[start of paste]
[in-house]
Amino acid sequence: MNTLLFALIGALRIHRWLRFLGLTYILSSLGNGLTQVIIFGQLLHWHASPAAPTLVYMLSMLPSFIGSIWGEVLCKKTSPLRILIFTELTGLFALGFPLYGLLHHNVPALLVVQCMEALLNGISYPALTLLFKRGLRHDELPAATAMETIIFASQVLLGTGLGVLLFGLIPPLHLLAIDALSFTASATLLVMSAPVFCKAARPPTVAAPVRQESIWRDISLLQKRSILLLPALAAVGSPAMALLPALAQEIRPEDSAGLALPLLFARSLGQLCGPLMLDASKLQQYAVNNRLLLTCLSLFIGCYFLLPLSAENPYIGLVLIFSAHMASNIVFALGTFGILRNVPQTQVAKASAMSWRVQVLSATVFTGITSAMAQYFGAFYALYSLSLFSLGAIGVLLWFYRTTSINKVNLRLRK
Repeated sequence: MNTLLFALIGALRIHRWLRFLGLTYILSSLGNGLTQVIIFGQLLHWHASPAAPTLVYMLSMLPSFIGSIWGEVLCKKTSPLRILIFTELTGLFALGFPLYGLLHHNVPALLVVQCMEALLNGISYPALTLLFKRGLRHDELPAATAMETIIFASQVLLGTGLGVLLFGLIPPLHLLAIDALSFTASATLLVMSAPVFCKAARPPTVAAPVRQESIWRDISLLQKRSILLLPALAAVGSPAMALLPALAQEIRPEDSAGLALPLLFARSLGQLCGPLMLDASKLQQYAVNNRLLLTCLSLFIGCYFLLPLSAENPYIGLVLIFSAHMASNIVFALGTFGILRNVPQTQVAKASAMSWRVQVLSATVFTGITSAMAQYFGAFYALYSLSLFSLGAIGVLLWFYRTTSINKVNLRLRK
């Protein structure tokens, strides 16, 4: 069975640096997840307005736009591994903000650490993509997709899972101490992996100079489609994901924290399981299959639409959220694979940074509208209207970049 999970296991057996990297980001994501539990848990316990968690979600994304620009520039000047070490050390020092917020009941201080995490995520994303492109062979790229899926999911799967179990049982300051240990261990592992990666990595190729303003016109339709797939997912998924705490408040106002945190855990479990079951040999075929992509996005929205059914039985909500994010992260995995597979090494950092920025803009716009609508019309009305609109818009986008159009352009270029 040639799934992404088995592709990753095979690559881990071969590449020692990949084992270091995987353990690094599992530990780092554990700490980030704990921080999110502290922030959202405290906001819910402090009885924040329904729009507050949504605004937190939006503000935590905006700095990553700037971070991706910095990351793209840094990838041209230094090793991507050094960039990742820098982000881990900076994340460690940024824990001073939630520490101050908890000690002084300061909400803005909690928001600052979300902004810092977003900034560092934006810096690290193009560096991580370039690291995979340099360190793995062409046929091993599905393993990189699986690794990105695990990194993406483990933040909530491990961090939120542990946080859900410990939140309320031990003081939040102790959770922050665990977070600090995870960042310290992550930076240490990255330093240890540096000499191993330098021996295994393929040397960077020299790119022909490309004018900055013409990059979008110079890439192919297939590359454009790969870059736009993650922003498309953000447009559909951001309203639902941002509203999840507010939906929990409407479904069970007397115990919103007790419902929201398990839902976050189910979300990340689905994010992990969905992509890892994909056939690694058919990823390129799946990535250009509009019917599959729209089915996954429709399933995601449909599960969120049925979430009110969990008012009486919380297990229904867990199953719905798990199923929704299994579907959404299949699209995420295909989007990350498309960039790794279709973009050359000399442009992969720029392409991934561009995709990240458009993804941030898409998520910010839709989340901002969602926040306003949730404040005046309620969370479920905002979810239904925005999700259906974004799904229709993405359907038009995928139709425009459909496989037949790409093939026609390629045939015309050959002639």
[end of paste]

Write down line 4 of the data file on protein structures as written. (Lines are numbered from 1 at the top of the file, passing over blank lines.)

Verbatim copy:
């Protein structure tokens, strides 16, 4: 069975640096997840307005736009591994903000650490993509997709899972101490992996100079489609994901924290399981299959639409959220694979940074509208209207970049 999970296991057996990297980001994501539990848990316990968690979600994304620009520039000047070490050390020092917020009941201080995490995520994303492109062979790229899926999911799967179990049982300051240990261990592992990666990595190729303003016109339709797939997912998924705490408040106002945190855990479990079951040999075929992509996005929205059914039985909500994010992260995995597979090494950092920025803009716009609508019309009305609109818009986008159009352009270029 040639799934992404088995592709990753095979690559881990071969590449020692990949084992270091995987353990690094599992530990780092554990700490980030704990921080999110502290922030959202405290906001819910402090009885924040329904729009507050949504605004937190939006503000935590905006700095990553700037971070991706910095990351793209840094990838041209230094090793991507050094960039990742820098982000881990900076994340460690940024824990001073939630520490101050908890000690002084300061909400803005909690928001600052979300902004810092977003900034560092934006810096690290193009560096991580370039690291995979340099360190793995062409046929091993599905393993990189699986690794990105695990990194993406483990933040909530491990961090939120542990946080859900410990939140309320031990003081939040102790959770922050665990977070600090995870960042310290992550930076240490990255330093240890540096000499191993330098021996295994393929040397960077020299790119022909490309004018900055013409990059979008110079890439192919297939590359454009790969870059736009993650922003498309953000447009559909951001309203639902941002509203999840507010939906929990409407479904069970007397115990919103007790419902929201398990839902976050189910979300990340689905994010992990969905992509890892994909056939690694058919990823390129799946990535250009509009019917599959729209089915996954429709399933995601449909599960969120049925979430009110969990008012009486919380297990229904867990199953719905798990199923929704299994579907959404299949699209995420295909989007990350498309960039790794279709973009050359000399442009992969720029392409991934561009995709990240458009993804941030898409998520910010839709989340901002969602926040306003949730404040005046309620969370479920905002979810239904925005999700259906974004799904229709993405359907038009995928139709425009459909496989037949790409093939026609390629045939015309050959002639």